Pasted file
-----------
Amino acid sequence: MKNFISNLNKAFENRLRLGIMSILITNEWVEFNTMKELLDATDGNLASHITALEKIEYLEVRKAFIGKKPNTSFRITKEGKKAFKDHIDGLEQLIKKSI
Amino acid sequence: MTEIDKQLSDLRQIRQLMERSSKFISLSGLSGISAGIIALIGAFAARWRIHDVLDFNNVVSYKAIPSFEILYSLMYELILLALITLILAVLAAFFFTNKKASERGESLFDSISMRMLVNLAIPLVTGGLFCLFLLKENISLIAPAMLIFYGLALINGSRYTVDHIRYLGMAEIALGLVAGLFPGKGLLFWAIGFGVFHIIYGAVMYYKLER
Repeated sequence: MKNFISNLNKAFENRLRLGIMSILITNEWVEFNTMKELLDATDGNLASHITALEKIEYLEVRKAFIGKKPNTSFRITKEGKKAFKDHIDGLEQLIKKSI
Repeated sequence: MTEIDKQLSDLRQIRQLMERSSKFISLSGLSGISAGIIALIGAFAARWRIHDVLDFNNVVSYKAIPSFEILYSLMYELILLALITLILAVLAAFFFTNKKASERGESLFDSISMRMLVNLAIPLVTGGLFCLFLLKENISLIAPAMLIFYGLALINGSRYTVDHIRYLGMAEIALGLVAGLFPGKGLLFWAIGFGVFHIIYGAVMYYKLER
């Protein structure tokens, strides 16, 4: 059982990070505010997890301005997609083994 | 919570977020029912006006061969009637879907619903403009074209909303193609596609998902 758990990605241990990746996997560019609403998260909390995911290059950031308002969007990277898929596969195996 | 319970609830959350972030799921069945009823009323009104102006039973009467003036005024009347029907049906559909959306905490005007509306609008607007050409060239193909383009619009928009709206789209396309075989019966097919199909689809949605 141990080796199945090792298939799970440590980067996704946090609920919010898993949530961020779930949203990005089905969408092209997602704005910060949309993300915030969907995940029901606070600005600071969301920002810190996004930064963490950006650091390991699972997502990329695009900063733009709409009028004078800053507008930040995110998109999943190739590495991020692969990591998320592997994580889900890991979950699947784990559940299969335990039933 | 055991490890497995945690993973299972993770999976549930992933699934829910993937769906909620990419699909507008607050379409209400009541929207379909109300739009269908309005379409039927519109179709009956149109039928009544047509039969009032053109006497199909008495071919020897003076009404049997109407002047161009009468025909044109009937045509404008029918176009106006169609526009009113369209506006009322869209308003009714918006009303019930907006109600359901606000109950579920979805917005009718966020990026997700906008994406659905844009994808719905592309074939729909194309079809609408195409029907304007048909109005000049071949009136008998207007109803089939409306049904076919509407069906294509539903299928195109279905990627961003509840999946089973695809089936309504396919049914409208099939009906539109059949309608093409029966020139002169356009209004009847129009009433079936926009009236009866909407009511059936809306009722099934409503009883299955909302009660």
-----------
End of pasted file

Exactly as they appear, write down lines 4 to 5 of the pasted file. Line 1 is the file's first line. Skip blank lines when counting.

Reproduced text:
Repeated sequence: MTEIDKQLSDLRQIRQLMERSSKFISLSGLSGISAGIIALIGAFAARWRIHDVLDFNNVVSYKAIPSFEILYSLMYELILLALITLILAVLAAFFFTNKKASERGESLFDSISMRMLVNLAIPLVTGGLFCLFLLKENISLIAPAMLIFYGLALINGSRYTVDHIRYLGMAEIALGLVAGLFPGKGLLFWAIGFGVFHIIYGAVMYYKLER
């Protein structure tokens, strides 16, 4: 059982990070505010997890301005997609083994 | 919570977020029912006006061969009637879907619903403009074209909303193609596609998902 758990990605241990990746996997560019609403998260909390995911290059950031308002969007990277898929596969195996 | 319970609830959350972030799921069945009823009323009104102006039973009467003036005024009347029907049906559909959306905490005007509306609008607007050409060239193909383009619009928009709206789209396309075989019966097919199909689809949605 141990080796199945090792298939799970440590980067996704946090609920919010898993949530961020779930949203990005089905969408092209997602704005910060949309993300915030969907995940029901606070600005600071969301920002810190996004930064963490950006650091390991699972997502990329695009900063733009709409009028004078800053507008930040995110998109999943190739590495991020692969990591998320592997994580889900890991979950699947784990559940299969335990039933 | 055991490890497995945690993973299972993770999976549930992933699934829910993937769906909620990419699909507008607050379409209400009541929207379909109300739009269908309005379409039927519109179709009956149109039928009544047509039969009032053109006497199909008495071919020897003076009404049997109407002047161009009468025909044109009937045509404008029918176009106006169609526009009113369209506006009322869209308003009714918006009303019930907006109600359901606000109950579920979805917005009718966020990026997700906008994406659905844009994808719905592309074939729909194309079809609408195409029907304007048909109005000049071949009136008998207007109803089939409306049904076919509407069906294509539903299928195109279905990627961003509840999946089973695809089936309504396919049914409208099939009906539109059949309608093409029966020139002169356009209004009847129009009433079936926009009236009866909407009511059936809306009722099934409503009883299955909302009660």